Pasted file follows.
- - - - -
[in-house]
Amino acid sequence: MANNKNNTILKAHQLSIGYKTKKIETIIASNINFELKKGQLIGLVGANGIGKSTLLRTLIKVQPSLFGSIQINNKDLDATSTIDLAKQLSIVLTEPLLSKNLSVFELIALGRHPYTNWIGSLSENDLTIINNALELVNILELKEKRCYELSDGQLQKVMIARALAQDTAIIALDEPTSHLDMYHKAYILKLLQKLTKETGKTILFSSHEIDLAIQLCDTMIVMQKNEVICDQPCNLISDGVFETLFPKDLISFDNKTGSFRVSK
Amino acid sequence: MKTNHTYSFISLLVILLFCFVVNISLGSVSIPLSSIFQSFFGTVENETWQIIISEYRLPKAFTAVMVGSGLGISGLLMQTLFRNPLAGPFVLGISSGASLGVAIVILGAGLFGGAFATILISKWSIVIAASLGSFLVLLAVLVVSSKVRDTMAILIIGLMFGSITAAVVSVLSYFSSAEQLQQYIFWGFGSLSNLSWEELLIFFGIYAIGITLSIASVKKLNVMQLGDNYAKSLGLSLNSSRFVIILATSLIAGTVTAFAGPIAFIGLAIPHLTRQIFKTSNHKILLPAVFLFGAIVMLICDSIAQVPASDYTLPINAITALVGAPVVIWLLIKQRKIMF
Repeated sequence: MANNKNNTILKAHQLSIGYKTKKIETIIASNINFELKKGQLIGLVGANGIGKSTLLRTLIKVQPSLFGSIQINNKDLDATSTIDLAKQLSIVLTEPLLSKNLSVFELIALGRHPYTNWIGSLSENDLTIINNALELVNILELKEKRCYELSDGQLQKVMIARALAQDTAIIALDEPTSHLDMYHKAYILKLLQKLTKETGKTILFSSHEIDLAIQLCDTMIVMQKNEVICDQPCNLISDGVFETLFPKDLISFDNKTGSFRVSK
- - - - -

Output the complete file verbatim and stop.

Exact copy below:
[in-house]
Amino acid sequence: MANNKNNTILKAHQLSIGYKTKKIETIIASNINFELKKGQLIGLVGANGIGKSTLLRTLIKVQPSLFGSIQINNKDLDATSTIDLAKQLSIVLTEPLLSKNLSVFELIALGRHPYTNWIGSLSENDLTIINNALELVNILELKEKRCYELSDGQLQKVMIARALAQDTAIIALDEPTSHLDMYHKAYILKLLQKLTKETGKTILFSSHEIDLAIQLCDTMIVMQKNEVICDQPCNLISDGVFETLFPKDLISFDNKTGSFRVSK
Amino acid sequence: MKTNHTYSFISLLVILLFCFVVNISLGSVSIPLSSIFQSFFGTVENETWQIIISEYRLPKAFTAVMVGSGLGISGLLMQTLFRNPLAGPFVLGISSGASLGVAIVILGAGLFGGAFATILISKWSIVIAASLGSFLVLLAVLVVSSKVRDTMAILIIGLMFGSITAAVVSVLSYFSSAEQLQQYIFWGFGSLSNLSWEELLIFFGIYAIGITLSIASVKKLNVMQLGDNYAKSLGLSLNSSRFVIILATSLIAGTVTAFAGPIAFIGLAIPHLTRQIFKTSNHKILLPAVFLFGAIVMLICDSIAQVPASDYTLPINAITALVGAPVVIWLLIKQRKIMF
Repeated sequence: MANNKNNTILKAHQLSIGYKTKKIETIIASNINFELKKGQLIGLVGANGIGKSTLLRTLIKVQPSLFGSIQINNKDLDATSTIDLAKQLSIVLTEPLLSKNLSVFELIALGRHPYTNWIGSLSENDLTIINNALELVNILELKEKRCYELSDGQLQKVMIARALAQDTAIIALDEPTSHLDMYHKAYILKLLQKLTKETGKTILFSSHEIDLAIQLCDTMIVMQKNEVICDQPCNLISDGVFETLFPKDLISFDNKTGSFRVSK